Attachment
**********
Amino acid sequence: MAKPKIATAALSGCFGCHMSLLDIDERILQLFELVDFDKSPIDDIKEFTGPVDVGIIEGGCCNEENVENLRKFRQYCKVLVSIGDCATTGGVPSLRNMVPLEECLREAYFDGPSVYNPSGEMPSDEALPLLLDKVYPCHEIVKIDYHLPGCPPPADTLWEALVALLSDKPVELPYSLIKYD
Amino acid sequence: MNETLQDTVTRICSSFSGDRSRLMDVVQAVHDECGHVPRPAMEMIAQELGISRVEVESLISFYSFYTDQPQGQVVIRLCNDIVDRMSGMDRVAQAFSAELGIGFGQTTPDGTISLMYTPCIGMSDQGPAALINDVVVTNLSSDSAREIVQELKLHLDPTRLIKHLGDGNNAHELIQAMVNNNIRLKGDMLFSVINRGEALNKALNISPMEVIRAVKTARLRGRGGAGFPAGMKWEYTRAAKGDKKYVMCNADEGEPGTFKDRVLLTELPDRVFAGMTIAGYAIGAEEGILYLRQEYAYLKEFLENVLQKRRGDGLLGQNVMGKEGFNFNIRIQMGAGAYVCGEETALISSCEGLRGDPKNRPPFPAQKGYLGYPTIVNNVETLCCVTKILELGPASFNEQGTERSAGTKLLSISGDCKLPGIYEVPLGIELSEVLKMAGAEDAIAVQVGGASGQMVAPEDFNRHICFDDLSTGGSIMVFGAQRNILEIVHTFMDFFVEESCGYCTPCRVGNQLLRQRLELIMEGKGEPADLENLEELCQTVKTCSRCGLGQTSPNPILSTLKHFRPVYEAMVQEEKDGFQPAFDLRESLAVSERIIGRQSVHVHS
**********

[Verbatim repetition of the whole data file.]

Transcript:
Amino acid sequence: MAKPKIATAALSGCFGCHMSLLDIDERILQLFELVDFDKSPIDDIKEFTGPVDVGIIEGGCCNEENVENLRKFRQYCKVLVSIGDCATTGGVPSLRNMVPLEECLREAYFDGPSVYNPSGEMPSDEALPLLLDKVYPCHEIVKIDYHLPGCPPPADTLWEALVALLSDKPVELPYSLIKYD
Amino acid sequence: MNETLQDTVTRICSSFSGDRSRLMDVVQAVHDECGHVPRPAMEMIAQELGISRVEVESLISFYSFYTDQPQGQVVIRLCNDIVDRMSGMDRVAQAFSAELGIGFGQTTPDGTISLMYTPCIGMSDQGPAALINDVVVTNLSSDSAREIVQELKLHLDPTRLIKHLGDGNNAHELIQAMVNNNIRLKGDMLFSVINRGEALNKALNISPMEVIRAVKTARLRGRGGAGFPAGMKWEYTRAAKGDKKYVMCNADEGEPGTFKDRVLLTELPDRVFAGMTIAGYAIGAEEGILYLRQEYAYLKEFLENVLQKRRGDGLLGQNVMGKEGFNFNIRIQMGAGAYVCGEETALISSCEGLRGDPKNRPPFPAQKGYLGYPTIVNNVETLCCVTKILELGPASFNEQGTERSAGTKLLSISGDCKLPGIYEVPLGIELSEVLKMAGAEDAIAVQVGGASGQMVAPEDFNRHICFDDLSTGGSIMVFGAQRNILEIVHTFMDFFVEESCGYCTPCRVGNQLLRQRLELIMEGKGEPADLENLEELCQTVKTCSRCGLGQTSPNPILSTLKHFRPVYEAMVQEEKDGFQPAFDLRESLAVSERIIGRQSVHVHS